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For Arthritis Patients, Good Support Can Be Hard to Find

Some patients receive more support from coworkers than from spouses

by Sue Pondrom

Women and men with some form of arthritis or joint pain believe they receive a different level of support and awareness from each other, according to a survey conducted in April 2011 and published in May, during Arthritis Awareness Month.

The survey of 1,350 individuals found that in households where only one spouse has a form of arthritis, 78.3% of women feel they receive little or no support. Conversely, 65.6% of men said they are satisfied with the support they receive. Individuals responding to the survey included those with osteoarthritis, psoriatic arthritis, rheumatoid arthritis, gout, and lupus or other joint-related pain, illness, or disability.

“There can be a great divide in the way men and women communicate, which includes listening,” says Tamer Elsafy, CEO and founder of Flexcin International, Inc., a joint supplement manufacturer that conducted the survey. “Many times, just listening can lead to the ability to create an environment that offers more support and awareness.”

Interestingly, more than half of respondents still working said they feel coworkers offer a higher level of support and overall awareness than family members do.

These findings were surprising to Gail C. Davis, RN, EdD, professor emerita at Texas Woman’s University in Denton, and a member of The Rheumatologist’s editorial board. “This may be due to lack of education and understanding of both the patient and the spouse. Lack of assertiveness in asking for help from the spouse may also be a factor,” she says. “It’s important to remember that the spouse walks a fine line in knowing how much help to offer. He or she can be over solicitous. In the end, it is the patient’s perception of the support received from the spouse and coworkers that is important.” Dr. Davis is not affiliated with Flexcin.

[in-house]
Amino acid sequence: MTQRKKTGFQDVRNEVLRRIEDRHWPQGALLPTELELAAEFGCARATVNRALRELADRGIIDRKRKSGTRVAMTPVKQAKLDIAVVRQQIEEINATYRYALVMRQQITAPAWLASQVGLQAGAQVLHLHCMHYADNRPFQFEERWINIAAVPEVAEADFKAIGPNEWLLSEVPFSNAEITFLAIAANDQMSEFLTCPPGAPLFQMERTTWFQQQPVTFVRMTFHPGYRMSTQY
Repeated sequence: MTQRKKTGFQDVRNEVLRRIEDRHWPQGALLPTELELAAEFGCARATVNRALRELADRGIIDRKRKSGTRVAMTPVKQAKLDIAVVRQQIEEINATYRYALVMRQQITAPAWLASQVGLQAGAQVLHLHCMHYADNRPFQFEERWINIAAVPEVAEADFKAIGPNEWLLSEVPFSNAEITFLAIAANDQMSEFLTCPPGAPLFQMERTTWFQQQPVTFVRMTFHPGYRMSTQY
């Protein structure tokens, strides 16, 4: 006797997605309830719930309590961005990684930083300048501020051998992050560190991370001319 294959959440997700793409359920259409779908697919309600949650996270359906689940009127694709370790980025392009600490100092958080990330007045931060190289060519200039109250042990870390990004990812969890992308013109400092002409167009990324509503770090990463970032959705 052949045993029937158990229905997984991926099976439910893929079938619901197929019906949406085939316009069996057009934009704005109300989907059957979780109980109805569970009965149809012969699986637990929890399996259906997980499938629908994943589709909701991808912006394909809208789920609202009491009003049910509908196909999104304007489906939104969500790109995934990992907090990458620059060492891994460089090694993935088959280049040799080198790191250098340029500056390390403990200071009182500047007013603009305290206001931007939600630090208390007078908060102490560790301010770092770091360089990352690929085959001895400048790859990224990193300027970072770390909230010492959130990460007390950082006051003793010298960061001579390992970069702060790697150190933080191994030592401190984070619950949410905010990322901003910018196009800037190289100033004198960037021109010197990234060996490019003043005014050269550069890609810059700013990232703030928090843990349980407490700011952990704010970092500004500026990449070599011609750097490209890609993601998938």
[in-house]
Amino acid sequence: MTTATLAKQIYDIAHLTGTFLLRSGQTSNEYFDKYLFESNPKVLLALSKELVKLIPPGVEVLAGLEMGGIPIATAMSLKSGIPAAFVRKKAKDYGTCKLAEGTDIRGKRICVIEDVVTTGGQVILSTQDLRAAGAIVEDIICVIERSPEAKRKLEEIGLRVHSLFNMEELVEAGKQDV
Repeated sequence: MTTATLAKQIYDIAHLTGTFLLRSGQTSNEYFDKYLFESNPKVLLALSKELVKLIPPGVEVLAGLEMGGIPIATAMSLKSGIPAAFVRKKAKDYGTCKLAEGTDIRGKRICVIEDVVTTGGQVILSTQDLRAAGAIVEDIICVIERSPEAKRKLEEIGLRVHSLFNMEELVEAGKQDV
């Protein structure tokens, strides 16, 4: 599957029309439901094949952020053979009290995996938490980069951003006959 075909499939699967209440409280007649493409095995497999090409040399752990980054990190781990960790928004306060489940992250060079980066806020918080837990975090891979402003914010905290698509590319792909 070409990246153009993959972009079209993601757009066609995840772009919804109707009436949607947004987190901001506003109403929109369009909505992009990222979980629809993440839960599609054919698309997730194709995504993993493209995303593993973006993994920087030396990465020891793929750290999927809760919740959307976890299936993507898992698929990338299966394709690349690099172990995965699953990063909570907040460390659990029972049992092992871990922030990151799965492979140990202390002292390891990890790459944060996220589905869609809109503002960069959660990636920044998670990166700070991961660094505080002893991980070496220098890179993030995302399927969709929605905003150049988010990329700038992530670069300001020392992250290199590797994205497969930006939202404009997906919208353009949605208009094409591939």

The survey also found that:

  • 67.4% of respondents said other members of the household are sometimes or never aware of their arthritis.
  • 64.4% of respondents said others in the household never or only occasionally take an interest in their daily issues with arthritis. This can take the form of asking questions to learn more or be more aware, reading about what it’s like to have arthritis, or generally making a person’s life easier.
  • The majority of respondents (58.4%) said they feel the most pain from arthritis when cleaning and doing household chores.

Dr. Davis did note some possible limitations to the survey, such as its lack of control participants. Additionally, although it is a large sample, “it would be helpful to know more about the participants, such as number of women and men, number of children in the home, number (percentage) of those working outside the home, the type of work, level of pain, and level of disability.”

Dr. Davis says that the important lesson from this study “is the need for education of both the person with arthritis and the spouse or significant other. It’s important for patients to learn the value of pacing or not overdoing it, and of prioritizing. They may not be able to do everything they would like to do or all that they feel needs to be done, physically and socially. It’s important that they and the spouse understand this.”

She notes that, “because all patients are not likely to see a rheumatologist, rheumatologists may need to offer education to other healthcare professionals, as well as to the patient and spouse. Consideration might be given to placing information on computer websites that are frequently visited by the public interested in arthritis.”



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